Böttner, who made artwork utilizing her mouth and ft, developed a powerful, multidisciplinary physique of labor that spans portray, images, efficiency artwork, drawing, and dance. An untitled pastel drawing that depicts the artist in three completely different modes of dresshangs at the beginning of the exhibition, as if to say her multiplicity. The leftmost Lorenza poses in a classically female, virtually Victorian fashion, full with lipstick and a painted-on magnificence mark; on the identical time, her low-cut gown reveals an abundance of chest hair, a tacit refusal to evolve her physique to the binary norm. To her proper, we see the artist with lengthy, braided hair in a extra gender-neutral outfit, whereas the rightmost determine presents as classically masculine, sporting a full go well with and facial hair. Right here, Böttner doesn’t simply place herself on a spectrum — she is the spectrum. On this piece, gender will not be an ossified closing vacation spot, neither is transness a straight vector; Böttner appears to insist that the self can inhabit the physique in a number of and numerous methods, none of that are mutually unique. It’s a liberating perspective.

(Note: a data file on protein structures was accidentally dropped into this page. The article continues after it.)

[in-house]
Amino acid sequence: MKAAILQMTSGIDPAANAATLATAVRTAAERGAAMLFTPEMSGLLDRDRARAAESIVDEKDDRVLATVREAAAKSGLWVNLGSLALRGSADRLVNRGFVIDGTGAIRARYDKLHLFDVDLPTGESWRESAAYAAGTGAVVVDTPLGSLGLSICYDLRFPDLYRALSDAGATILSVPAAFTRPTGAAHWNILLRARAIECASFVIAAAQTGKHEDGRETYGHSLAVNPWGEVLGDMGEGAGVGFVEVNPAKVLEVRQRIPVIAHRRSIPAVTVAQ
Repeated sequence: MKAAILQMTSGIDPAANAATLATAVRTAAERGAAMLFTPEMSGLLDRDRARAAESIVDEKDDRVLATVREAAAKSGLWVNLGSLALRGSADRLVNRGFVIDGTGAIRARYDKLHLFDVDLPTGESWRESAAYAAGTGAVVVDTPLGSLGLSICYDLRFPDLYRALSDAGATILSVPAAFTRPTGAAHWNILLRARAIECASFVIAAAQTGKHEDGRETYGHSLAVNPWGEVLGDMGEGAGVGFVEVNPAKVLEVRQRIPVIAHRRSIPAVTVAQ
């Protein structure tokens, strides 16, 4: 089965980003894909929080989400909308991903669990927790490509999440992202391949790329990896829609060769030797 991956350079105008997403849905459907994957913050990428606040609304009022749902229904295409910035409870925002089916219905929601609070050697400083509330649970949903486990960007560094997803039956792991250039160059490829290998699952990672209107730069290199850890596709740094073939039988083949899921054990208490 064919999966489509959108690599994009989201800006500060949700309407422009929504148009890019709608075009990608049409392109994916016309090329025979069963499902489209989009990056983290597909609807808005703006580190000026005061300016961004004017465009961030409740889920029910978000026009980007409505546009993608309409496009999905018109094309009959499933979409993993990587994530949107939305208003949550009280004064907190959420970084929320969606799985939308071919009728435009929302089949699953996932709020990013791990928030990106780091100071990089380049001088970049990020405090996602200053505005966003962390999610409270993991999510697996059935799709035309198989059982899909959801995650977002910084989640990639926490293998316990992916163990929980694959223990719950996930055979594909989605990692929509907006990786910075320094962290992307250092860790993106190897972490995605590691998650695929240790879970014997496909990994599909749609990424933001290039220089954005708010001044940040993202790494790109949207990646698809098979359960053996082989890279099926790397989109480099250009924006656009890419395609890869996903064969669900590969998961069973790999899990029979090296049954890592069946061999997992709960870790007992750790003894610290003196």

Böttner herself eluded classification in seemingly each space of her life:s She was seen as a German in Chile, however Chilean in Germany; her training meant that she wasn’t an outsider artist, however because of her incapacity and transness, she was hardly welcomed as an “insider” both. In her photograph collection Face Artwork (1983), Böttner channels the ever-influential work of Bernd and Hilla Becher, whose œuvre impressed a complete technology of photographers to reimagine their typologies throughout the context of the self. The collection paperwork Böttner transferring between identities, making an attempt on and taking off numerous gender signifiers. She distorts her options with paint and maps out the varied angles of her face, demonstrating a transparent aesthetic kinship with the work of Janice Man, one other Becher protégée whose late-Nineteen Seventies self-portraiture not too long ago made waves on the Impartial Artwork Honest.